We now know we have at least one Republican Congresswomen addressing the Spanish-speaking press, telling them that the problem with the Republican Party had been the Tea Party and Rush Limbaugh.  Jeb Bush, says she, is a conservative.  If Jeb Bush is a conservative, I’m Adam Smith. Actually, I’m a good deal closer to Adam Smith.  The point is that the party is trying to repackage what it means to be a conservative, and along the way, there are several issues they’d like to dump:

  • Traditional marriage
  • Pro-Life Stance on Abortion
  • Illegal Immigration
  • Obama-care

Since they’ve yielded over the years on nearly everything else, what this suggests is that they wish to dump all associations with conservatism.  Sure, they’re still in favor of free markets and property rights in principle, but they can be flexible on those too. American sovereignty isn’t an issue for them either, since they don’t think it ought to exist.  States’ rights and the 10th Amendment are fine insofar as it goes, and with this crowd, you can bet it won’t be far.  No, there isn’t a principle in existence they won’t spit on or tweak if they believe they can somehow capture the middle but still scare you into showing up.  The problem, their wizards of smart assure them is that they’re not liberal enough.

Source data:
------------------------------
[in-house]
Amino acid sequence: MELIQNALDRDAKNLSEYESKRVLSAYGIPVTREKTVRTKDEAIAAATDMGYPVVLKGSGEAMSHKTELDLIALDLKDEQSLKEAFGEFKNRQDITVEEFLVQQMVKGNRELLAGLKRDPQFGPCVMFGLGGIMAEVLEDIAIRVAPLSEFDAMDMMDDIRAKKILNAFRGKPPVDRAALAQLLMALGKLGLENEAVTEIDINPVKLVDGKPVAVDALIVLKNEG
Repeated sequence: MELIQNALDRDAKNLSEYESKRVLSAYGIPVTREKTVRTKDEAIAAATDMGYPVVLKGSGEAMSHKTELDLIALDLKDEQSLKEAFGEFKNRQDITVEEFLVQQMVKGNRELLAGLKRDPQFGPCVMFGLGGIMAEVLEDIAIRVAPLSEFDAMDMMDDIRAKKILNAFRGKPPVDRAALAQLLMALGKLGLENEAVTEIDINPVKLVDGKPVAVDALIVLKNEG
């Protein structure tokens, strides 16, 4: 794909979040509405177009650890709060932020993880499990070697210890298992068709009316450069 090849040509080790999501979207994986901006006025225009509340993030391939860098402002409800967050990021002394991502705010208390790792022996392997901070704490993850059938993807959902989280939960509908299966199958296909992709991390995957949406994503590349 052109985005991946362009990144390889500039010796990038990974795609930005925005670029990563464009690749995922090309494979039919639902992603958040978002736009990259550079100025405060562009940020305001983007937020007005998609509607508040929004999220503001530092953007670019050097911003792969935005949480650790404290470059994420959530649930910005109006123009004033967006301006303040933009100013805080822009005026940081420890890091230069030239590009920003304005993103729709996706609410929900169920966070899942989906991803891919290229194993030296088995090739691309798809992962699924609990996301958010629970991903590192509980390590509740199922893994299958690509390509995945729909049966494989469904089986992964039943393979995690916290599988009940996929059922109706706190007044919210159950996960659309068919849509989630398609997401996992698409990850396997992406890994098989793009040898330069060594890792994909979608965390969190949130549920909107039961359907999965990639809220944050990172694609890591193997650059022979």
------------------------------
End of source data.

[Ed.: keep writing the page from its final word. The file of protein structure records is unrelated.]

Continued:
Most conservatives I know are livid over this election, in part because of what it will mean for the country, but also in part because so many of them warned against nominating a moderate Republican of the establishment wing.  To know that Karl Rove’s view is essentially “you win some, you lose some – oh well, we’ll get ’em next time,” is enough to make most conservatives begin to experience dry heaves.

Like so many of you, I had wondered what could possibly account for this crushing defeat, but while we tend to focus on the Obama vs. Romney campaign, I think we ought to spend some time looking at what happened in the down-ballot races. The more I look, the more I become convinced that this election presented an opportunity for a purge of conservatives, and the GOP establishment capitalized on that opportunity.  I wonder how many members of the Tea Party Caucus in the House of Representatives never saw it coming.  Remember, the roots of the Tea Party go back to 2006, when there was widespread dissatisfaction with Congressional support of Bush policies and spending priorities, and the sense of general uncertainty about the growth of the deficit.

The one discernible constant has been that conservatives are to blame.  Idiots on the left blame conservatism for moderates’ bad policies, policies on which they would double or triple-down. Consider the whole sorry spectacle of Obama campaigning on the “unpatriotic” nature of the Bush deficits.  He’s quadrupled them.  Bush was widely criticized by conservatives for the prescription drug plan for Medicare, but he was widely criticized on the left also.  The difference is that those on the left would have spent more, much more, and all to purchase votes.  We conservatives get the blame for everything the moderates in the GOP establishment enact, but we generally oppose these things also.